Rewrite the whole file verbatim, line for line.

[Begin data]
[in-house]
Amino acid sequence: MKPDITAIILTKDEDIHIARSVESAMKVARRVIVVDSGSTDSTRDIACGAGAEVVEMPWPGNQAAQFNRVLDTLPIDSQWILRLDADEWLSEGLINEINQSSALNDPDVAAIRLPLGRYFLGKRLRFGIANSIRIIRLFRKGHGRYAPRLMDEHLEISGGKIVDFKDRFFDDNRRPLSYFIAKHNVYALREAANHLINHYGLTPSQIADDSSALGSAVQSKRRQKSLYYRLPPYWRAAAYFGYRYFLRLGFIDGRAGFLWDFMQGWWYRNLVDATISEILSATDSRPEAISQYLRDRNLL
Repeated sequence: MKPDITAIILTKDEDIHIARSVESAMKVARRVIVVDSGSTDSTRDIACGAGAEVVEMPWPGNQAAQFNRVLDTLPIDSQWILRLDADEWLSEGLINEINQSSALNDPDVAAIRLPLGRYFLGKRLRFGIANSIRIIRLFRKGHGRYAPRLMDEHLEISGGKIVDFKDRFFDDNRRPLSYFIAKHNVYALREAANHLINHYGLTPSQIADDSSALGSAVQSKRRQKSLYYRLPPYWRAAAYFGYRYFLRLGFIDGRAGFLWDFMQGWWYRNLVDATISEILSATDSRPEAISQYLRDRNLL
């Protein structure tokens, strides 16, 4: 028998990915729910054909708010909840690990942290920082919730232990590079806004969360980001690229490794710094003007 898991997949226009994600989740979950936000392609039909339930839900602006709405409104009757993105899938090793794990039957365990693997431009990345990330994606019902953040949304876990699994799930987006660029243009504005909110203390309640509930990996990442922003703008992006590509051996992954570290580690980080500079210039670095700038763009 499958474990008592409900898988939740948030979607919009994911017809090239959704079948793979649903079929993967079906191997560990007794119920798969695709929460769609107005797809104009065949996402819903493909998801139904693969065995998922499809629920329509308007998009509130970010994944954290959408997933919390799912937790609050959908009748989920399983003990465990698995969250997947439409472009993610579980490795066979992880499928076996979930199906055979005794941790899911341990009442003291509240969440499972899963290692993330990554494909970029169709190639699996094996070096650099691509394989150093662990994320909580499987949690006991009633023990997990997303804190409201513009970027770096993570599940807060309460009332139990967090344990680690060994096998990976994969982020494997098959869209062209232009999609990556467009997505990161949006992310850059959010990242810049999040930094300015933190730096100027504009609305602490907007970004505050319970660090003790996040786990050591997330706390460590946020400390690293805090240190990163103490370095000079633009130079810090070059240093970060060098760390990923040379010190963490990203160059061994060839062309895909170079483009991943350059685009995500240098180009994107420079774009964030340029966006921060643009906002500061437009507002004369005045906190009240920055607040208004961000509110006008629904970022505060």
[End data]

[in-house]
Amino acid sequence: MKPDITAIILTKDEDIHIARSVESAMKVARRVIVVDSGSTDSTRDIACGAGAEVVEMPWPGNQAAQFNRVLDTLPIDSQWILRLDADEWLSEGLINEINQSSALNDPDVAAIRLPLGRYFLGKRLRFGIANSIRIIRLFRKGHGRYAPRLMDEHLEISGGKIVDFKDRFFDDNRRPLSYFIAKHNVYALREAANHLINHYGLTPSQIADDSSALGSAVQSKRRQKSLYYRLPPYWRAAAYFGYRYFLRLGFIDGRAGFLWDFMQGWWYRNLVDATISEILSATDSRPEAISQYLRDRNLL
Repeated sequence: MKPDITAIILTKDEDIHIARSVESAMKVARRVIVVDSGSTDSTRDIACGAGAEVVEMPWPGNQAAQFNRVLDTLPIDSQWILRLDADEWLSEGLINEINQSSALNDPDVAAIRLPLGRYFLGKRLRFGIANSIRIIRLFRKGHGRYAPRLMDEHLEISGGKIVDFKDRFFDDNRRPLSYFIAKHNVYALREAANHLINHYGLTPSQIADDSSALGSAVQSKRRQKSLYYRLPPYWRAAAYFGYRYFLRLGFIDGRAGFLWDFMQGWWYRNLVDATISEILSATDSRPEAISQYLRDRNLL
């Protein structure tokens, strides 16, 4: 028998990915729910054909708010909840690990942290920082919730232990590079806004969360980001690229490794710094003007 898991997949226009994600989740979950936000392609039909339930839900602006709405409104009757993105899938090793794990039957365990693997431009990345990330994606019902953040949304876990699994799930987006660029243009504005909110203390309640509930990996990442922003703008992006590509051996992954570290580690980080500079210039670095700038763009 499958474990008592409900898988939740948030979607919009994911017809090239959704079948793979649903079929993967079906191997560990007794119920798969695709929460769609107005797809104009065949996402819903493909998801139904693969065995998922499809629920329509308007998009509130970010994944954290959408997933919390799912937790609050959908009748989920399983003990465990698995969250997947439409472009993610579980490795066979992880499928076996979930199906055979005794941790899911341990009442003291509240969440499972899963290692993330990554494909970029169709190639699996094996070096650099691509394989150093662990994320909580499987949690006991009633023990997990997303804190409201513009970027770096993570599940807060309460009332139990967090344990680690060994096998990976994969982020494997098959869209062209232009999609990556467009997505990161949006992310850059959010990242810049999040930094300015933190730096100027504009609305602490907007970004505050319970660090003790996040786990050591997330706390460590946020400390690293805090240190990163103490370095000079633009130079810090070059240093970060060098760390990923040379010190963490990203160059061994060839062309895909170079483009991943350059685009995500240098180009994107420079774009964030340029966006921060643009906002500061437009507002004369005045906190009240920055607040208004961000509110006008629904970022505060």